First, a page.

Sen. Blackburn Decries HHS Secretary Nominee Xavier Becerra and Paris Climate Accords

February 23, 2021

WASHINGTON, D.C. – Senator Marsha Blackburn (R-Tenn.) spoke on the Senate floor denounce the nomination of Xavier Becerra to serve as the Secretary of Health and Human Services and to criticize the effort to re-join the Paris Climate Accords.

To watch Senator Blackburn’s speech, click below or here.

You can read the transcript recorded in the Congressional Records below or click here.


Mr. President, I wish that we could write off this nomination as an

anomaly, but we can't. It is part of a pattern of behavior on the left

that has destabilized our already fragile political discourse and

convinced the American people that the Biden administration will

prioritize their radical liberal agenda above the rights of the people

they were elected to serve.

  I have to tell you, I hear about this every single day as I am

talking with Tennesseeans. Since the earliest days of the Republic, our

Union has managed to survive because of the people's willingness to

return to our founding principles--those first principles upon which we


  However much that they disagreed, they knew that they were stronger

united than they were divided. So they would come together in the

public square. They would have robust, respectful debate. They would

agree to disagree, but they respected the fact that they lived in a

free country, and they could do this without fear of persecution,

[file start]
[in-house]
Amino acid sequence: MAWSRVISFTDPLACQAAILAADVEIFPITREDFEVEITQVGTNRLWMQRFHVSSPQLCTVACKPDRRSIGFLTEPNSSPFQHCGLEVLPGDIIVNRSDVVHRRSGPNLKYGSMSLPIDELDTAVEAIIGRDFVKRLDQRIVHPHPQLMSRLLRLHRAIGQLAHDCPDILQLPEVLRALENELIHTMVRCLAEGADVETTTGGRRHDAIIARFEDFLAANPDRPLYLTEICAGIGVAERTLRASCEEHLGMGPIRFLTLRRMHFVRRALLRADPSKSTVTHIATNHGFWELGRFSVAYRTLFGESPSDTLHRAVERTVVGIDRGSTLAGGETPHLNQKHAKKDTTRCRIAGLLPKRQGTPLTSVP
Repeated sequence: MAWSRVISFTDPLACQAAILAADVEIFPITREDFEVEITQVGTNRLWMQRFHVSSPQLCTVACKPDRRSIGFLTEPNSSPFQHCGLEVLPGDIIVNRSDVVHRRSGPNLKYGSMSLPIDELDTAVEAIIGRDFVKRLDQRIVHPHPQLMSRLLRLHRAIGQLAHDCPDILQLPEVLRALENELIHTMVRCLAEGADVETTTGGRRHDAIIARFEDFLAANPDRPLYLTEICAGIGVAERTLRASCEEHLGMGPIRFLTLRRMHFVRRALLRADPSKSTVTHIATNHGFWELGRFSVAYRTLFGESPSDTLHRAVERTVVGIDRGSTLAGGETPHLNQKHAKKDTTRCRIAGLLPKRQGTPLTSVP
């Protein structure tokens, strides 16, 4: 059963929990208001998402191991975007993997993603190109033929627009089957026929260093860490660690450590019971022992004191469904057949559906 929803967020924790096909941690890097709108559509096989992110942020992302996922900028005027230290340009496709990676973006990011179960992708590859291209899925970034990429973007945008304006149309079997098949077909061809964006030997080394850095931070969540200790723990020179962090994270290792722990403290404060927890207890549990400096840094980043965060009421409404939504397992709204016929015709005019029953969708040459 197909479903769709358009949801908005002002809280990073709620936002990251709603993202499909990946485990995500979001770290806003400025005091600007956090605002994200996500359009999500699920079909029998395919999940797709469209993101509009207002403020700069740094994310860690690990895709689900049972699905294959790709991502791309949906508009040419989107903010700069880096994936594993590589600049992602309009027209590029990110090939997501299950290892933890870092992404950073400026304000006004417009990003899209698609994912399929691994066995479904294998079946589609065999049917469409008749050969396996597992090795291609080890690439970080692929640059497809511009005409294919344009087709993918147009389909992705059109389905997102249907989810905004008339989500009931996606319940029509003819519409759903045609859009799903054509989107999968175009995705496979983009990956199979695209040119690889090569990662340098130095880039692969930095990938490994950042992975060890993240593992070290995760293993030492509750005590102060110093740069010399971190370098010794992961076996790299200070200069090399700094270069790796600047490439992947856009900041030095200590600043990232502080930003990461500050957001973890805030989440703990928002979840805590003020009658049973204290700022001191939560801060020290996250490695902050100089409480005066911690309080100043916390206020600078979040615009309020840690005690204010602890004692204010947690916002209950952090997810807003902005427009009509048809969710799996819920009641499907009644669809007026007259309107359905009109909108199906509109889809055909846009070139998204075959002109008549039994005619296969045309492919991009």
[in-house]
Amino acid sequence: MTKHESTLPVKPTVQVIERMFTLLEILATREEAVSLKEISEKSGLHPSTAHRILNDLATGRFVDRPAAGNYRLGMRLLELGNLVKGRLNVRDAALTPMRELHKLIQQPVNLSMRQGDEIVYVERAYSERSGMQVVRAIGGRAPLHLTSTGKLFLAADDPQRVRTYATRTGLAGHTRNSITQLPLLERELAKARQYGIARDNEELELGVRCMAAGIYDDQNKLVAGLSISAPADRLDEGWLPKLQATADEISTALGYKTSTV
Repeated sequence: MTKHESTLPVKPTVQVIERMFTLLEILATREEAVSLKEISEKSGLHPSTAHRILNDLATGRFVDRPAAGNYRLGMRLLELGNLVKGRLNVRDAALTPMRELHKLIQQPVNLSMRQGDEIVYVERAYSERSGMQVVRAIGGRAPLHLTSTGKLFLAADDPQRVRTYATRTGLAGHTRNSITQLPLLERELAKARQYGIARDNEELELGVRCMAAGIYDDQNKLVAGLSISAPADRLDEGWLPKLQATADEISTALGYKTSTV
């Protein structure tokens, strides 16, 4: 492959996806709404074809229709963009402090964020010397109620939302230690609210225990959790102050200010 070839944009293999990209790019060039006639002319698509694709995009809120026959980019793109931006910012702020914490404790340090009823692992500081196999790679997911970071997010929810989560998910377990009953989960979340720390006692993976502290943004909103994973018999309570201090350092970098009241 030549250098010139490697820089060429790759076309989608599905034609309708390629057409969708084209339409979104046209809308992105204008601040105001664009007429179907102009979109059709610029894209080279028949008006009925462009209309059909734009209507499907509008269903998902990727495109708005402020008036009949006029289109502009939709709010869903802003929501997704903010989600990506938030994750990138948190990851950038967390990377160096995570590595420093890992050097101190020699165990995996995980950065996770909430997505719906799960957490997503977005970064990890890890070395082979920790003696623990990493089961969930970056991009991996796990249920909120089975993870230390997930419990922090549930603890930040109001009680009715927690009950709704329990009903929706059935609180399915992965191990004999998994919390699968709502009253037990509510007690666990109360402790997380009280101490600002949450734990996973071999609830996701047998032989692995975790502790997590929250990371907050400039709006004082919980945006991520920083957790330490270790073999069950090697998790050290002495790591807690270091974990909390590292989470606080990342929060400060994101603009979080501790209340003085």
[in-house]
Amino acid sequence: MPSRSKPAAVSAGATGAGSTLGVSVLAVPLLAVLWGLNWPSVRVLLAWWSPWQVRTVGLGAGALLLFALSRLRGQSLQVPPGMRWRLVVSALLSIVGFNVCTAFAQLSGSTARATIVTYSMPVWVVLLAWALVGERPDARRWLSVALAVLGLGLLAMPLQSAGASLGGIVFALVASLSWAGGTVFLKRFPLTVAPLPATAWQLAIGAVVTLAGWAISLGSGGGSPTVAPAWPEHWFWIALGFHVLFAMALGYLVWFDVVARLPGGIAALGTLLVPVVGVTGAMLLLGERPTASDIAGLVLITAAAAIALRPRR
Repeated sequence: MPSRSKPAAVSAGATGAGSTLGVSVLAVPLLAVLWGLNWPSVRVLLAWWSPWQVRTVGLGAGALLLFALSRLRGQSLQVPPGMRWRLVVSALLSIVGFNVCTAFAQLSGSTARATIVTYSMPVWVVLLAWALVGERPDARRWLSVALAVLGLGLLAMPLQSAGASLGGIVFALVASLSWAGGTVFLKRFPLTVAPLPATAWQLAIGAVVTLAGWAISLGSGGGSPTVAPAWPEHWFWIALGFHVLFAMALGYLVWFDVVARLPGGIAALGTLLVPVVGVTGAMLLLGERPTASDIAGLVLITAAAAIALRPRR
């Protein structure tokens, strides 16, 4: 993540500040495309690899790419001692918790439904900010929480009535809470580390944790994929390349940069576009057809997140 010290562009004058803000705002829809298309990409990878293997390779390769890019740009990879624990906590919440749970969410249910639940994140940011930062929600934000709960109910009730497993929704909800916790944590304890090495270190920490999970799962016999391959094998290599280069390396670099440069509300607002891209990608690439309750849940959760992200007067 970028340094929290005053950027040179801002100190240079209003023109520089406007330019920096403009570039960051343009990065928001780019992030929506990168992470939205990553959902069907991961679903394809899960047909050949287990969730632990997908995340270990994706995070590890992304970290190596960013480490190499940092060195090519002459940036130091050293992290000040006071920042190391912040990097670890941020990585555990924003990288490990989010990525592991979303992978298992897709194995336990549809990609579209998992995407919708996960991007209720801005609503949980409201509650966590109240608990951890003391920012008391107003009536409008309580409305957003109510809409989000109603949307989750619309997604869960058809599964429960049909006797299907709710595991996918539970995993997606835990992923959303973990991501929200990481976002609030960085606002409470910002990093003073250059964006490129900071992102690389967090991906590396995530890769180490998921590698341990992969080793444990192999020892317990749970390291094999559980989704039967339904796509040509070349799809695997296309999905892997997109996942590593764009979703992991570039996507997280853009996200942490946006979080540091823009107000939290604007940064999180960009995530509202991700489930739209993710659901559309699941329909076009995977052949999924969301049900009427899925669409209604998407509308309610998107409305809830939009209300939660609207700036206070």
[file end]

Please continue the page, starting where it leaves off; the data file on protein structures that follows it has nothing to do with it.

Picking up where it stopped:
without fear of being ostracized, and without fear of losing a job.

  Today, Americans are looking for that same commitment to unity. Oh,

they heard about it during the inaugural address. Unity--we are going

to work for unity. But what has happened is a cord of panic and fear

has been struck in their hearts as they see Executive order after

Executive order and as they see Executive orders that are preferencing

other countries and not the U.S.A. And as they hear from the left words

that are, We are not looking for unity; what we are looking for is you

to submit to our agenda, conform to our way of doing things. What they

are doing is leaving no room for discussion, even on issues of

international importance.

  For decades, the various schools of thought represented in this

Chamber have advocated for different approaches to foreign relations.

Some revere international bodies and sweeping multilateral agreements,

and others approach these constructs with caution, prioritizing

national sovereignty over surface-level diplomacy.

  When former President Trump formally withdrew from the Paris climate

accords in 2019, economists, business owners, and budget watchdogs all

breathed a sigh of relief because they knew that adherence to the Paris

climate accords would put the United States at a competitive

disadvantage. This wasn't a partisan debate, mind you; this was U.S.-

based companies--U.S.-based companies that were saying thank you for

withdrawing because adhering to this, when other countries that are our

competitors will not adhere, puts us at a disadvantage.

  Now, with the climate accords, by 2035, we would have seen hundreds

of thousands of people lose their jobs, household electric bills go up

as much as 20 percent, and an aggregate GDP free fall of $2\1/2\